“This little handful of people have shown their courage throughout the ages. Replaced the spear with the karyophil or modern weapon and shouted to all the peoples of the Earth, “Greece never dies”. As a tribute of love, faith and loyalty to our anonymous and eponymous heroes, I built this wax museum in the village of Bizani, Ioannina,” Vrellis wrote.
Perhaps this Greek Renaissance man was destined to create this inspiring museum. He was born on March 25, 1923, the very date the Greeks declared war against their Ottoman overlords.
This gifted Greek Museum creator was born on March 25, 1923, in Ioannina. He did not have an easy life. He lost his mother at the age of four and his father at 13. He was raised by his mother’s sister, a teacher who sparked his love of learning by teaching him history and the arts and letters.
Vrellis also showed that he was an artist from an early age. He could paint and sculpt during his teenage years, carving and drawing his heroes. Yet the Nazis put a temporary stop to his artistic endeavors, sending him and other teenagers from Ioannina to clear building remains of the remnants of unexploded bombs.
After the liberation, Vrellis enrolled in the Zosimea Pedagogical Academy, from which he graduated in 1947 at the age of 24. After that he studied at the School of Fine Arts in Athens. His sculptures soon stood out among all the others and he began to build his reputation.
Vrellis graduated in 1954, after a break to serve in the Army. He then traveled to Florence to study bronze sculpture and Ravenna shortly afterward, to learn the art of mosaics.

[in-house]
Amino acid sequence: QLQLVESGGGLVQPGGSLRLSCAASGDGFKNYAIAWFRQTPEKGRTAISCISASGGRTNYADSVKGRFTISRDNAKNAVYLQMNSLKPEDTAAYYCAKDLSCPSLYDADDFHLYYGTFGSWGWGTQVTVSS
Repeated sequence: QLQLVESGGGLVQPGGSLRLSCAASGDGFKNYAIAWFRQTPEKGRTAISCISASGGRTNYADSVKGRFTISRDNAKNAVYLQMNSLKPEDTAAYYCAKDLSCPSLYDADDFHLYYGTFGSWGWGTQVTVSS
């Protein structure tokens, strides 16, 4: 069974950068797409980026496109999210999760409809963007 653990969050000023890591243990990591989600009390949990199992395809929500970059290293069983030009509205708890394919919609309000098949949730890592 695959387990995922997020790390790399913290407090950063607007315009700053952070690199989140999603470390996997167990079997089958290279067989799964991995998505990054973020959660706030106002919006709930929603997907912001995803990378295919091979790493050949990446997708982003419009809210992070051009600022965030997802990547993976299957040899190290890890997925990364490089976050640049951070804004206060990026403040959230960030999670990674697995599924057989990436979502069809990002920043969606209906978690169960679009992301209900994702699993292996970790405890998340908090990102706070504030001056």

He eventually returned to Greece to work on conservation works on Athens’ Acropolis Hill and spent another three years at the Athens Archaeological Museum, where he established the Department of Reproduction of Classical Antiquities.
In 1962 he married his long-time love, Maria Giannissis, eventually returning to Ioannina. However, life in the Greek province in the 1960s was not easy. He took some orders for busts of heroes, but that was the entirety of his artistic production at that time.
Vrellis worked as a teacher in Ioannina, preparing candidates for the School of Fine Arts while teaching drawing and helping his wife rear their two children.
Soon the polymath was hired at the University of Ioannina, where he taught the history of art for seven years.
It was only then that he started creating wax figures, which he did as part of his teaching duties at school. In 1975, he began his creation of the figures in the Krifo Scholio.
When Vrellis finally retired from teaching and received his retirement bonus, he was able to devote all his efforts to making his vision of building a museum of Greek history a reality.
So far, millions of people have visited the impressive and educational museum, thanks to Vrellis’ labor of love.
But unfortunately, the Greek state never officially recognized this brilliant man’s accomplishments. The great sculptor and patriot passed away on July 23, 2010, leaving behind a veritable national landmark and a priceless recreation of Greek history.